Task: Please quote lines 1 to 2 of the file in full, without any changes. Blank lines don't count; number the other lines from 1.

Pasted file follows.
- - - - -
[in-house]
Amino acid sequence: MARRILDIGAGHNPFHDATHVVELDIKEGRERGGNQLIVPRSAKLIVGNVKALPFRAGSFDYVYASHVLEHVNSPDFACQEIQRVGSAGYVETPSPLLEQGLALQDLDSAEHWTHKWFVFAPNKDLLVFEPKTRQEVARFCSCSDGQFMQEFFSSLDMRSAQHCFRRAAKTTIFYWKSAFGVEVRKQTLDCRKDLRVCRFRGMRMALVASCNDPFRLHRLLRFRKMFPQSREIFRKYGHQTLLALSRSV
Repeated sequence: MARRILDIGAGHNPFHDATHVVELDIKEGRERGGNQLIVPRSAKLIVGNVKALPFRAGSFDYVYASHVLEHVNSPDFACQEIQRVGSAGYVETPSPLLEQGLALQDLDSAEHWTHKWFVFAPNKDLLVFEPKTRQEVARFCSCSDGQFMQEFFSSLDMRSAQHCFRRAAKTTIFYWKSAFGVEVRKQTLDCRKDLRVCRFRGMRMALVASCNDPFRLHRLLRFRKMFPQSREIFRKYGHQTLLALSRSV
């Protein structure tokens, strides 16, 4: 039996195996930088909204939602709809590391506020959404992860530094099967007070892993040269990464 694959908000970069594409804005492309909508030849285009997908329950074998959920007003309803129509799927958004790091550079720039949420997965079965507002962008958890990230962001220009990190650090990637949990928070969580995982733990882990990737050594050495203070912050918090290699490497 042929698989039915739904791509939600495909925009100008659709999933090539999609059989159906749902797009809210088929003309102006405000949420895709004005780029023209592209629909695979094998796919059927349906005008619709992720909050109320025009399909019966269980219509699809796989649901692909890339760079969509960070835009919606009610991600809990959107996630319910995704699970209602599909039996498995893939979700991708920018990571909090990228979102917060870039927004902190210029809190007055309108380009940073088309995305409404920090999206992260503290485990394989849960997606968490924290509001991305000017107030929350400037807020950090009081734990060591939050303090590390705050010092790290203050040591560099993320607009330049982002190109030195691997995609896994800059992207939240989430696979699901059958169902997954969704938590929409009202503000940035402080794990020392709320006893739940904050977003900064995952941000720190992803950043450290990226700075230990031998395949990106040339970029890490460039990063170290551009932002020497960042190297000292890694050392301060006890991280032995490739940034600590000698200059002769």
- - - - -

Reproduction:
[in-house]
Amino acid sequence: MARRILDIGAGHNPFHDATHVVELDIKEGRERGGNQLIVPRSAKLIVGNVKALPFRAGSFDYVYASHVLEHVNSPDFACQEIQRVGSAGYVETPSPLLEQGLALQDLDSAEHWTHKWFVFAPNKDLLVFEPKTRQEVARFCSCSDGQFMQEFFSSLDMRSAQHCFRRAAKTTIFYWKSAFGVEVRKQTLDCRKDLRVCRFRGMRMALVASCNDPFRLHRLLRFRKMFPQSREIFRKYGHQTLLALSRSV